She is the one who makes your blood pressure rise and the one who feels angry and resentful towards whatever or whomever is blocking you.

As always, the first step in easing the frustrations we feel is observation. Noticing when we are feeling frustrated is the first signal that our inner critic is taking over. What is she saying now that you haven’t done?

  • Is she telling you that you are failing at what you set out to do?
  • Is she criticizing you for not reaching your goal, or for not being nice, or for being less than perfect?
  • What expectations does she have that you are not meeting?

Can you begin to see that the Inner Critic is the one who is getting frustrated with you? Because her perfectionistic standards are not met, she gets frustrated, angry and disappointed.

We have to remember that we are all separate from our inner critic. When we remember that we are separate, we can let her be the one who is frustrated, and we can become calmer, and give ourselves and the world some breathing room. Then we can literally breathe easier and with every breath, our blood pressure can reduce, our anger can dissipate, and we can become more realistic about what is frustrating us.


Everyone feels embarrassed sometimes.

You’re sure that you were right, and it turns out that you were wrong. You were late to your best friend’s wedding. Your zipper was open. Your skirt got tucked into your underpants. Your red face lasts for a second…or a minute, and then fades. You blush every time you remember. But, you DO forget, and eventually, you don’t even remember. But shame is another story…

…Shame can last a lifetime.

It can begin in childhood when a teacher says, “you should be ashamed of yourself” or your mother tells you repeatedly that she is ashamed of you. Then each time you do something wrong, or make a mistake, the feeling of shame gets reinforced. Until it becomes an ingrained, conditioned response any time you don’t meet your own idealized image of being right, or being good, or being strong, or being smart, or being anything less than perfect.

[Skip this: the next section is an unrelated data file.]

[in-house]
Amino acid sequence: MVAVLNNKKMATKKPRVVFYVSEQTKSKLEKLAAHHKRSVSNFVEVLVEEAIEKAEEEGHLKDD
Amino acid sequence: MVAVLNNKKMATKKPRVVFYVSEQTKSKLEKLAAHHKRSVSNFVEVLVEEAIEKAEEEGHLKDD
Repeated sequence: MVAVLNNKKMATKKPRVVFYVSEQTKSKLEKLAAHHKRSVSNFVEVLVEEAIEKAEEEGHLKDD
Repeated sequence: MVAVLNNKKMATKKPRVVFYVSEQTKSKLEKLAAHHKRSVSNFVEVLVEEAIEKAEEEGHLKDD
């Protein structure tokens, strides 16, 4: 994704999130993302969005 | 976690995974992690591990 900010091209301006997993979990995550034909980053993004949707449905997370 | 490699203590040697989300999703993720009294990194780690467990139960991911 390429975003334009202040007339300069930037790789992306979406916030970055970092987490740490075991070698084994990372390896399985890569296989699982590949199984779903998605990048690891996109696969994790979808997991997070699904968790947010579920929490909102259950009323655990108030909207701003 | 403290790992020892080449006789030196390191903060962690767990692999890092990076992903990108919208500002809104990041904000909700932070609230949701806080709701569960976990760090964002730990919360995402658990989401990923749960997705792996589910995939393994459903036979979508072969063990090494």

This becomes a field day for your inner critic.

Your inner critic becomes the voice of shame. It tells you that you are wrong, or bad, or stupid, or weak. It seduces you into believing that it is correct, and It knows what it’s talking about. And then you spend your energy hiding the shame you feel. You compensate by making sure you are good, sure you are smart, sure you are strong.

Shaming is one of the most powerful tools in the inner critic’s tool box. When the voice in your head is merely critical or judgmental, or can dismiss it or even ignore it. But when it becomes shaming, it’s much harder to dismiss. Believing our inner critic’s shaming voice robs us of our aliveness and takes us away from being present in our lives.

A life time of living with shame can be altered by recognizing that it is your inner critic who feeds your shame. It feeds on each and every incident that it can use to shame you, and its appetite is never satisfied! It is always looking for more!